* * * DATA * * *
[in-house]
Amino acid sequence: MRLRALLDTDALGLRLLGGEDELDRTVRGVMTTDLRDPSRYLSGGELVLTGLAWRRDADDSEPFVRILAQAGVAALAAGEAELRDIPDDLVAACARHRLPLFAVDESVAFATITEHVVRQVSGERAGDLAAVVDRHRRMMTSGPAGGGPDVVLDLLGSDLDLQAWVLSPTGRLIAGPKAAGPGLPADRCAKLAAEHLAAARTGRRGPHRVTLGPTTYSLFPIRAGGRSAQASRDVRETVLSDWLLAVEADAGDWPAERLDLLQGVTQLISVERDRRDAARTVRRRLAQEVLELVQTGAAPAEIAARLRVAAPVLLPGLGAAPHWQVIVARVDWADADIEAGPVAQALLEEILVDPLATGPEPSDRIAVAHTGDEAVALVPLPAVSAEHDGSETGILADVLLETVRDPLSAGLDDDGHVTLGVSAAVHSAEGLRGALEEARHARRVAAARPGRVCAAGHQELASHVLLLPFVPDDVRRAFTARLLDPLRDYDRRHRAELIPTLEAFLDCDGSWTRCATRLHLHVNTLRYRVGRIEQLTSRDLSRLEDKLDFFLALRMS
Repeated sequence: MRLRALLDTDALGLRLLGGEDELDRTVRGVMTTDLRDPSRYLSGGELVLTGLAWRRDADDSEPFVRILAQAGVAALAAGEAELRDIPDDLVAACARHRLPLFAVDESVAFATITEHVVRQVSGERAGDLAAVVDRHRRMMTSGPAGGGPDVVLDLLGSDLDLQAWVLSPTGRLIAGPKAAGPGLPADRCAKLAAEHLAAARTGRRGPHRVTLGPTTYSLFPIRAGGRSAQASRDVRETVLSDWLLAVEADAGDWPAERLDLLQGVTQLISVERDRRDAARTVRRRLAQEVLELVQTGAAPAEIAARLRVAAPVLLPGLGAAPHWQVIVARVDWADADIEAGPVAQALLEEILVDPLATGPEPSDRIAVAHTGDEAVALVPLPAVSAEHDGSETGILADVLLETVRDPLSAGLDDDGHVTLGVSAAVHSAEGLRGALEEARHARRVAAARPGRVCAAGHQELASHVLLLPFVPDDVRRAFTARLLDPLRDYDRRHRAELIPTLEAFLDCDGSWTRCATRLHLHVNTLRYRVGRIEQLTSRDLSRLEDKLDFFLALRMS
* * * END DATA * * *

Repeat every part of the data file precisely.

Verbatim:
[in-house]
Amino acid sequence: MRLRALLDTDALGLRLLGGEDELDRTVRGVMTTDLRDPSRYLSGGELVLTGLAWRRDADDSEPFVRILAQAGVAALAAGEAELRDIPDDLVAACARHRLPLFAVDESVAFATITEHVVRQVSGERAGDLAAVVDRHRRMMTSGPAGGGPDVVLDLLGSDLDLQAWVLSPTGRLIAGPKAAGPGLPADRCAKLAAEHLAAARTGRRGPHRVTLGPTTYSLFPIRAGGRSAQASRDVRETVLSDWLLAVEADAGDWPAERLDLLQGVTQLISVERDRRDAARTVRRRLAQEVLELVQTGAAPAEIAARLRVAAPVLLPGLGAAPHWQVIVARVDWADADIEAGPVAQALLEEILVDPLATGPEPSDRIAVAHTGDEAVALVPLPAVSAEHDGSETGILADVLLETVRDPLSAGLDDDGHVTLGVSAAVHSAEGLRGALEEARHARRVAAARPGRVCAAGHQELASHVLLLPFVPDDVRRAFTARLLDPLRDYDRRHRAELIPTLEAFLDCDGSWTRCATRLHLHVNTLRYRVGRIEQLTSRDLSRLEDKLDFFLALRMS
Repeated sequence: MRLRALLDTDALGLRLLGGEDELDRTVRGVMTTDLRDPSRYLSGGELVLTGLAWRRDADDSEPFVRILAQAGVAALAAGEAELRDIPDDLVAACARHRLPLFAVDESVAFATITEHVVRQVSGERAGDLAAVVDRHRRMMTSGPAGGGPDVVLDLLGSDLDLQAWVLSPTGRLIAGPKAAGPGLPADRCAKLAAEHLAAARTGRRGPHRVTLGPTTYSLFPIRAGGRSAQASRDVRETVLSDWLLAVEADAGDWPAERLDLLQGVTQLISVERDRRDAARTVRRRLAQEVLELVQTGAAPAEIAARLRVAAPVLLPGLGAAPHWQVIVARVDWADADIEAGPVAQALLEEILVDPLATGPEPSDRIAVAHTGDEAVALVPLPAVSAEHDGSETGILADVLLETVRDPLSAGLDDDGHVTLGVSAAVHSAEGLRGALEEARHARRVAAARPGRVCAAGHQELASHVLLLPFVPDDVRRAFTARLLDPLRDYDRRHRAELIPTLEAFLDCDGSWTRCATRLHLHVNTLRYRVGRIEQLTSRDLSRLEDKLDFFLALRMS